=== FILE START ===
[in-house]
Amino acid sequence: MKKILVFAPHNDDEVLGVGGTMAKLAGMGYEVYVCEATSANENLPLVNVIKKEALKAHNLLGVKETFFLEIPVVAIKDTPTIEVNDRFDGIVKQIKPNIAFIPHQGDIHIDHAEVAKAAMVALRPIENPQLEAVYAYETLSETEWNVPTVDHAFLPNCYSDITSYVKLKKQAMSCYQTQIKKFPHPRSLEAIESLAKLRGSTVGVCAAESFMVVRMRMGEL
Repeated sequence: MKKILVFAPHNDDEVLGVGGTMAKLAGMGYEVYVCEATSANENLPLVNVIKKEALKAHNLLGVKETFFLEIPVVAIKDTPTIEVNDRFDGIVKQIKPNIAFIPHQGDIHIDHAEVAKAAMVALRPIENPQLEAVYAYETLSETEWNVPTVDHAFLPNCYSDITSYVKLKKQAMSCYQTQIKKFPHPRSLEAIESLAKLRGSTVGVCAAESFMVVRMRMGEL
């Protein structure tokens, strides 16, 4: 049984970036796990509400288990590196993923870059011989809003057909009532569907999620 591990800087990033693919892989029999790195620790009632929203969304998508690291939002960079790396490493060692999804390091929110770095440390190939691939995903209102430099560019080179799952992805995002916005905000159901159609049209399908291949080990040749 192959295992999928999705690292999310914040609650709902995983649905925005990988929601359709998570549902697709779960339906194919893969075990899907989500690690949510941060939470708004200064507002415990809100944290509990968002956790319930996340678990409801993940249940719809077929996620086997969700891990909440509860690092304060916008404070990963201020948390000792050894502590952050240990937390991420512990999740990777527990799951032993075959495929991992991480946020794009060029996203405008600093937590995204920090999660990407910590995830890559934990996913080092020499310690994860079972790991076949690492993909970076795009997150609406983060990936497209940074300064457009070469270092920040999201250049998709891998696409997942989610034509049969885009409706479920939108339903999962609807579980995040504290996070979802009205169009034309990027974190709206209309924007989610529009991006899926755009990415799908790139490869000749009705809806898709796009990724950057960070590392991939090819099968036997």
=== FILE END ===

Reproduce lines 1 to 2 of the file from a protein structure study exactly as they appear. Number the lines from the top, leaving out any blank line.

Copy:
[in-house]
Amino acid sequence: MKKILVFAPHNDDEVLGVGGTMAKLAGMGYEVYVCEATSANENLPLVNVIKKEALKAHNLLGVKETFFLEIPVVAIKDTPTIEVNDRFDGIVKQIKPNIAFIPHQGDIHIDHAEVAKAAMVALRPIENPQLEAVYAYETLSETEWNVPTVDHAFLPNCYSDITSYVKLKKQAMSCYQTQIKKFPHPRSLEAIESLAKLRGSTVGVCAAESFMVVRMRMGEL